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Promises Made Under Duress Still Carry Weight, According To Law Expert

By: Eleanor Hildebrandt

“Your money or your life.” While this phrase is easily recognizable as the catchphrase of a back-alley mugger, less clear is the moral responsibility of the victim when responding to the aggressor in that situation. If a victim attempts to bargain with his attacker, what value should be placed on any promises he makes while under duress?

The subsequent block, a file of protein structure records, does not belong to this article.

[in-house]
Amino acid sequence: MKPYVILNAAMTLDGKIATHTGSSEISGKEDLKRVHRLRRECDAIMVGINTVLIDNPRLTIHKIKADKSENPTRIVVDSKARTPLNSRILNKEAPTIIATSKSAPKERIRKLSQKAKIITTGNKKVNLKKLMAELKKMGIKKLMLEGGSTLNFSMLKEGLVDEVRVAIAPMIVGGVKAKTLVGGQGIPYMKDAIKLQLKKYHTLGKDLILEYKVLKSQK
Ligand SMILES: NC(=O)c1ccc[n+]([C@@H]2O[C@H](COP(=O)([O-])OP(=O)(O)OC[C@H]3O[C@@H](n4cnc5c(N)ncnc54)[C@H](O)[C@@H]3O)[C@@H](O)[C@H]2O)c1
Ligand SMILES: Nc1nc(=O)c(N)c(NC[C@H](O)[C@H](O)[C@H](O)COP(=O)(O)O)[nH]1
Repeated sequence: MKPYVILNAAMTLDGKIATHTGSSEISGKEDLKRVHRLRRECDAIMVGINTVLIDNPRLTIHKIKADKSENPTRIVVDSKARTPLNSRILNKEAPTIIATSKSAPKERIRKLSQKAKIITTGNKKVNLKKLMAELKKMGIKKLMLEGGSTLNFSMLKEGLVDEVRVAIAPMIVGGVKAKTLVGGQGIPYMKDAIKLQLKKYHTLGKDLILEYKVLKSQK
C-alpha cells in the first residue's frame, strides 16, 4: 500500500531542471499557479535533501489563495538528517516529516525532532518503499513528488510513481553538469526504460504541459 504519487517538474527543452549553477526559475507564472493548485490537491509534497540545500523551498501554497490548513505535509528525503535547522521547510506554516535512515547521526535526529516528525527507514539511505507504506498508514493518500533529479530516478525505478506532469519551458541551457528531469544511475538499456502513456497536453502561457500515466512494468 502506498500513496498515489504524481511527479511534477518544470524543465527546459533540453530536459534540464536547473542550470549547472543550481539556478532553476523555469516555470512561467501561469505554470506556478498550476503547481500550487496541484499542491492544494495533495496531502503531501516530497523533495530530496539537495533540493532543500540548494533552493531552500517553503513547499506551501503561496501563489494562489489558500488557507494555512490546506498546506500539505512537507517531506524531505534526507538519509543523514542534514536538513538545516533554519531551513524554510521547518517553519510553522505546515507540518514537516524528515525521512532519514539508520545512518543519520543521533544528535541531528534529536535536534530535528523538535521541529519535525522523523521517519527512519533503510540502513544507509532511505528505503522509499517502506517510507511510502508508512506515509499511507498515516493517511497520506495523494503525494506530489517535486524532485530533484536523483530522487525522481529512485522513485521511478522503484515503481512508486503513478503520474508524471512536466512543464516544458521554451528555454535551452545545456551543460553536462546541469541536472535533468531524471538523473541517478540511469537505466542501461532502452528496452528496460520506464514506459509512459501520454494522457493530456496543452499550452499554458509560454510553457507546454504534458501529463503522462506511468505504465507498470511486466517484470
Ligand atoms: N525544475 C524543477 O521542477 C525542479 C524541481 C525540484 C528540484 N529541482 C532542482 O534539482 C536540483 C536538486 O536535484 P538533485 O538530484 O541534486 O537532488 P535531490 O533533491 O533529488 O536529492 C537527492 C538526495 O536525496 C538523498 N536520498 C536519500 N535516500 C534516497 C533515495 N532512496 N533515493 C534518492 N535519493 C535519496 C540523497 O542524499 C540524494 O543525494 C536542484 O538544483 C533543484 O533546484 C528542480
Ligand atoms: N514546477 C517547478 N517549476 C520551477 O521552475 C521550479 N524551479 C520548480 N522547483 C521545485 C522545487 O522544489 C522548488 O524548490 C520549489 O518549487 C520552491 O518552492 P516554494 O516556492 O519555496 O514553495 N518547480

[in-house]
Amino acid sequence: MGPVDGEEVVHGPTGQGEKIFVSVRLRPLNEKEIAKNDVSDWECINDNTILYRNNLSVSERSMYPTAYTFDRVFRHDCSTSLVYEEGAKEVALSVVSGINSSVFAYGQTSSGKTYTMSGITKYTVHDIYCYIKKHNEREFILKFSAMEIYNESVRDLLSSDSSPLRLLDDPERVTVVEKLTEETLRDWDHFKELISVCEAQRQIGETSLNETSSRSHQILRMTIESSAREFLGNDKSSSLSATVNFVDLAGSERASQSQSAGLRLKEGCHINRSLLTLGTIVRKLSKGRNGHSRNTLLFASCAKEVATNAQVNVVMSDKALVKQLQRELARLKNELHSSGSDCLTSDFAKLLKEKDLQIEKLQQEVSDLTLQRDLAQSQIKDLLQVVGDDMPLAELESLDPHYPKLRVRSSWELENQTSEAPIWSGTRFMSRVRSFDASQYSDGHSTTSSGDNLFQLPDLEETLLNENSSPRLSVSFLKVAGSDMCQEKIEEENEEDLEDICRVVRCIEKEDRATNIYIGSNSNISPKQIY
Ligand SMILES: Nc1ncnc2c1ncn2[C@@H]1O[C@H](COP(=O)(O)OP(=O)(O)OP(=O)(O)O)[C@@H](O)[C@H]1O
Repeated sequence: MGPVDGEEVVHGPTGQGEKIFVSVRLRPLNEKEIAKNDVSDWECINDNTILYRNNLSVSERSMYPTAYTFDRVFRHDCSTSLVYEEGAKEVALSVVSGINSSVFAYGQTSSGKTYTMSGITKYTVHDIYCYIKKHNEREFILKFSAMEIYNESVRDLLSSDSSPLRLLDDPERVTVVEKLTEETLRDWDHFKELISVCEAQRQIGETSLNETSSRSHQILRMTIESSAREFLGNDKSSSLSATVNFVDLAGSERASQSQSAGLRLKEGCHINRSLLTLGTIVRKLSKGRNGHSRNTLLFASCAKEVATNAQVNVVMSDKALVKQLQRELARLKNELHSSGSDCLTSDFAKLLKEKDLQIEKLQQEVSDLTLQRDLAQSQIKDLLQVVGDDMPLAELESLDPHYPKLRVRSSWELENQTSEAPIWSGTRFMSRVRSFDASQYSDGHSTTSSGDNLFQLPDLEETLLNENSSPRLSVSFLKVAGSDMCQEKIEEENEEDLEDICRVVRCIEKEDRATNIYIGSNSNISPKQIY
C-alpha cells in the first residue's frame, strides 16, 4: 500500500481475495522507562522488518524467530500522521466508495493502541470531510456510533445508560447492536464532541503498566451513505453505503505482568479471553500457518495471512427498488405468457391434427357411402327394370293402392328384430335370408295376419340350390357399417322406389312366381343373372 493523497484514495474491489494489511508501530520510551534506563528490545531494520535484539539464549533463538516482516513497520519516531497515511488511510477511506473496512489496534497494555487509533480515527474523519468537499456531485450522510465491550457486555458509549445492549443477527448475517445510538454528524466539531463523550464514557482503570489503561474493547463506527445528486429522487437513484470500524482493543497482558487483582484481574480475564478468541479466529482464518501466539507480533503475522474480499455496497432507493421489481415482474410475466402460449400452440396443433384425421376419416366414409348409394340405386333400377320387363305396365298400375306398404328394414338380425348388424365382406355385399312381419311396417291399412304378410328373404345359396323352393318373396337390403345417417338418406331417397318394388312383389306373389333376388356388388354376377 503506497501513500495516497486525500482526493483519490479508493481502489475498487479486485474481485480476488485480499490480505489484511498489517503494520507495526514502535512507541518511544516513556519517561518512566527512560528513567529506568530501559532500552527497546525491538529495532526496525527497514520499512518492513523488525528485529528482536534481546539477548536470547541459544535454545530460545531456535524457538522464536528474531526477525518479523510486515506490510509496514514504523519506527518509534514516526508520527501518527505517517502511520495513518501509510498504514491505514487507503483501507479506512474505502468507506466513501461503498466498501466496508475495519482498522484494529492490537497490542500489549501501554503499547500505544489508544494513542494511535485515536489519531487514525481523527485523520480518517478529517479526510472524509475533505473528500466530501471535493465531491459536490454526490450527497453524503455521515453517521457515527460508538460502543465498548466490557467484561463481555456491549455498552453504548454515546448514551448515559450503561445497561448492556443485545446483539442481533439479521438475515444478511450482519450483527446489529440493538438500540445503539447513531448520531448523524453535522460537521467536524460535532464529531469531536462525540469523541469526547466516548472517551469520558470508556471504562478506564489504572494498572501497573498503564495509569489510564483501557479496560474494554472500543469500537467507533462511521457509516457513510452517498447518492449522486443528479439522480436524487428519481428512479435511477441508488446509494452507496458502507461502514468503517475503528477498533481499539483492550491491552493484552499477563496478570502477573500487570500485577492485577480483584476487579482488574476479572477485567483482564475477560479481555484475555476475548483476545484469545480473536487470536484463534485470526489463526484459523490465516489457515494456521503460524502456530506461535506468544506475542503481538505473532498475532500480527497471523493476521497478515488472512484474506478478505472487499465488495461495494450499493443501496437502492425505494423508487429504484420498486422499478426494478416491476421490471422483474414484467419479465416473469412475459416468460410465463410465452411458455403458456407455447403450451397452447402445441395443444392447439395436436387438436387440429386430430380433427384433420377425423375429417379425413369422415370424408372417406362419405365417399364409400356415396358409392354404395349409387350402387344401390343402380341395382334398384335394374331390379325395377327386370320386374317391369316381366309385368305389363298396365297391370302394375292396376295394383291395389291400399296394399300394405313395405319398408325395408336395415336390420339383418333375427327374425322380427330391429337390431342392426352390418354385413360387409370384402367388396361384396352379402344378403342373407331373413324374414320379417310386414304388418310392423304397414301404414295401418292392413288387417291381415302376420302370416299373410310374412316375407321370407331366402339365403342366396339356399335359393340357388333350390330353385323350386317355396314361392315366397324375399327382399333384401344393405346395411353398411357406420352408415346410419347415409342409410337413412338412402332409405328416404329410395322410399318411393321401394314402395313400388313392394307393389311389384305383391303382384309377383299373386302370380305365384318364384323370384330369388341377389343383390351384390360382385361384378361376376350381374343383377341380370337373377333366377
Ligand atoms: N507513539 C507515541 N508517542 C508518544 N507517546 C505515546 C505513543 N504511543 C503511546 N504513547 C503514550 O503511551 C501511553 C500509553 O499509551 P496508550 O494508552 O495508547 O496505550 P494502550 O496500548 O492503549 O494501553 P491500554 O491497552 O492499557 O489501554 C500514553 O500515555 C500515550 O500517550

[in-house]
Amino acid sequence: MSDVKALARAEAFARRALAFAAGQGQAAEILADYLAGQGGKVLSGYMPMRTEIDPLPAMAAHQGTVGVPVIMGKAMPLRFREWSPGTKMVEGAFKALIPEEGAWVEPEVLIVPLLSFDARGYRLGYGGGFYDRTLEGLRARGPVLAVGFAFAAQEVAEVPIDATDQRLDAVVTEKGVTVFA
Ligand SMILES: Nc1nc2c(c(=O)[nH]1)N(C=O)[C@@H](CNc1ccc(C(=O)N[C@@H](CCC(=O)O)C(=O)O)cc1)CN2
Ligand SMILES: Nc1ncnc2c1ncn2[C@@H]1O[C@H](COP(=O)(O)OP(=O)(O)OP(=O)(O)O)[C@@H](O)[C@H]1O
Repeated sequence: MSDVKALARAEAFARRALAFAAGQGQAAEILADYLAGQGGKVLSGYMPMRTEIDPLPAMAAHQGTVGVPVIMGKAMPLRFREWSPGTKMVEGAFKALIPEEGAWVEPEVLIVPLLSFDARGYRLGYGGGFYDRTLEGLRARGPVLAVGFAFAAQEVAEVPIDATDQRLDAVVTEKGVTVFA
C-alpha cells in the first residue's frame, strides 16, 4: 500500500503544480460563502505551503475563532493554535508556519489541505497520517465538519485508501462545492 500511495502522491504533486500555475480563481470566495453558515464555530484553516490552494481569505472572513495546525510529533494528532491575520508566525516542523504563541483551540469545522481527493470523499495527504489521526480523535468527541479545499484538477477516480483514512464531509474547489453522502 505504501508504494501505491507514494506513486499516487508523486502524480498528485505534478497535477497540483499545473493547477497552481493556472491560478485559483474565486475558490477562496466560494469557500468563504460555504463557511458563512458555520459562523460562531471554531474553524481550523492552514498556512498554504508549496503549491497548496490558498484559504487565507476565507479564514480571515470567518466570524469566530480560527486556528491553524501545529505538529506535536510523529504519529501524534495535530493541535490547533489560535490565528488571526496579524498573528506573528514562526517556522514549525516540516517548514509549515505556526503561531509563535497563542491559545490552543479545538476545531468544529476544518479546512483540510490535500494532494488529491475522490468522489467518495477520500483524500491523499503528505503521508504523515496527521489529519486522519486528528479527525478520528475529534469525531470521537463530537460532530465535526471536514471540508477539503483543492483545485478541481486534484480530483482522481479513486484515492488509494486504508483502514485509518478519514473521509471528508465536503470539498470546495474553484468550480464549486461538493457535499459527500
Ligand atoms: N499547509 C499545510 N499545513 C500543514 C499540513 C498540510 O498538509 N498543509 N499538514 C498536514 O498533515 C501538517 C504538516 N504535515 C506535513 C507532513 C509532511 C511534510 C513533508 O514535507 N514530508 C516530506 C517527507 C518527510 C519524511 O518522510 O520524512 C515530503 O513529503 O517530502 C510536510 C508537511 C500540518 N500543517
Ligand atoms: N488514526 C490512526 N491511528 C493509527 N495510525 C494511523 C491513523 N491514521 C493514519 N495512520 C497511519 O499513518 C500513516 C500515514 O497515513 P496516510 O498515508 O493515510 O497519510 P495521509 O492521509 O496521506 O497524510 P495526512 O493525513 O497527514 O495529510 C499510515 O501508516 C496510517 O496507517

That was the question explored by Seana Shiffrin, a professor of philosophy, and Pete Kameron, Professor of Law and Social Justice at UCLA. As part of the Clough Distinguished Lectures in Jurisprudence, Shiffrin came to Boston College on Tuesday, Oct. 16 to talk about promises made under duress and what implications for moral progress come from how such promises are viewed. She spoke for about an hour to a room of BC Law students and faculty in the East Wing of the BC Law School on Newton Campus.